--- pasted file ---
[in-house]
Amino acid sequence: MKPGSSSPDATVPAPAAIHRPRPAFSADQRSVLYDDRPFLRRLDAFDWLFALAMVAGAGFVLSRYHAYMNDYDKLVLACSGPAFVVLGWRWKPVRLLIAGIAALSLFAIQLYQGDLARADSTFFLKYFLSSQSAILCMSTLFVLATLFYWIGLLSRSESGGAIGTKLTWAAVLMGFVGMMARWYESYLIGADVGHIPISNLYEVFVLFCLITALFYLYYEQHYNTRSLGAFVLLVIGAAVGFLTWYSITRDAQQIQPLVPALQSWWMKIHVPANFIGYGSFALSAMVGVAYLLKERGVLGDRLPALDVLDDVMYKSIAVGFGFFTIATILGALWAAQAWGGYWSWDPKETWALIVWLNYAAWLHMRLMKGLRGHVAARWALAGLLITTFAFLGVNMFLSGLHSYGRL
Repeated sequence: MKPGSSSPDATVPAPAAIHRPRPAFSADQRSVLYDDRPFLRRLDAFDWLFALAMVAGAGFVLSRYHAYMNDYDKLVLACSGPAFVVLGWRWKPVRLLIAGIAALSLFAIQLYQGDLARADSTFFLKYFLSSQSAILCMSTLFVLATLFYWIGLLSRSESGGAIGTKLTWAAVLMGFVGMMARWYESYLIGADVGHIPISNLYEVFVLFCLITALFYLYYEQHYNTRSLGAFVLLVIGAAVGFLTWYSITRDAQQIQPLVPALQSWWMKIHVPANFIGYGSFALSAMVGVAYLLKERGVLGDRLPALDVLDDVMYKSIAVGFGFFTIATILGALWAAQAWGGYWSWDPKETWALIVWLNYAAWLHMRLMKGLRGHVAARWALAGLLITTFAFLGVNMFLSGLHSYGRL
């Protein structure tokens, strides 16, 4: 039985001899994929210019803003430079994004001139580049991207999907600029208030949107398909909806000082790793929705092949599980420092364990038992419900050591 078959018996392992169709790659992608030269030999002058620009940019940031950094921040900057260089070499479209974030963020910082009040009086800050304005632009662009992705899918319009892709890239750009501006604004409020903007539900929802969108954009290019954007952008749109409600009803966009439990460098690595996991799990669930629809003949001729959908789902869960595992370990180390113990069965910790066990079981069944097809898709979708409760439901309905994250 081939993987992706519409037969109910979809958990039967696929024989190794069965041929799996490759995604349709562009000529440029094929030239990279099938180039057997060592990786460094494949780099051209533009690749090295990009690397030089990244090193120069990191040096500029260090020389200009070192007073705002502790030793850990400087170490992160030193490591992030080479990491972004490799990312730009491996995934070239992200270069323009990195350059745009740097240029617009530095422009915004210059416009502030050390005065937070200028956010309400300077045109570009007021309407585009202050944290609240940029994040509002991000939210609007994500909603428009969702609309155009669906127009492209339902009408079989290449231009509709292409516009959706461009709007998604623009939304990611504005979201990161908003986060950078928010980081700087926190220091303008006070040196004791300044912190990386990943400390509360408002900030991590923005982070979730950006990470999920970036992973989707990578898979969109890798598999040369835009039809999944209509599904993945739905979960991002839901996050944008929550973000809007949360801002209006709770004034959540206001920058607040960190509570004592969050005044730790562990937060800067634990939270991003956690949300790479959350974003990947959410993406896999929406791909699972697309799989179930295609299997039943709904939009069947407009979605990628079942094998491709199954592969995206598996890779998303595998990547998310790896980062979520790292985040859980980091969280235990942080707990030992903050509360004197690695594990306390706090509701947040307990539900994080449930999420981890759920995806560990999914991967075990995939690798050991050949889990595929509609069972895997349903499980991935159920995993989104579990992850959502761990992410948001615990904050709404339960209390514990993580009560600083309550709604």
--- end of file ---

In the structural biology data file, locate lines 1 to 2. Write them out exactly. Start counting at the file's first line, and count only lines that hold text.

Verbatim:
[in-house]
Amino acid sequence: MKPGSSSPDATVPAPAAIHRPRPAFSADQRSVLYDDRPFLRRLDAFDWLFALAMVAGAGFVLSRYHAYMNDYDKLVLACSGPAFVVLGWRWKPVRLLIAGIAALSLFAIQLYQGDLARADSTFFLKYFLSSQSAILCMSTLFVLATLFYWIGLLSRSESGGAIGTKLTWAAVLMGFVGMMARWYESYLIGADVGHIPISNLYEVFVLFCLITALFYLYYEQHYNTRSLGAFVLLVIGAAVGFLTWYSITRDAQQIQPLVPALQSWWMKIHVPANFIGYGSFALSAMVGVAYLLKERGVLGDRLPALDVLDDVMYKSIAVGFGFFTIATILGALWAAQAWGGYWSWDPKETWALIVWLNYAAWLHMRLMKGLRGHVAARWALAGLLITTFAFLGVNMFLSGLHSYGRL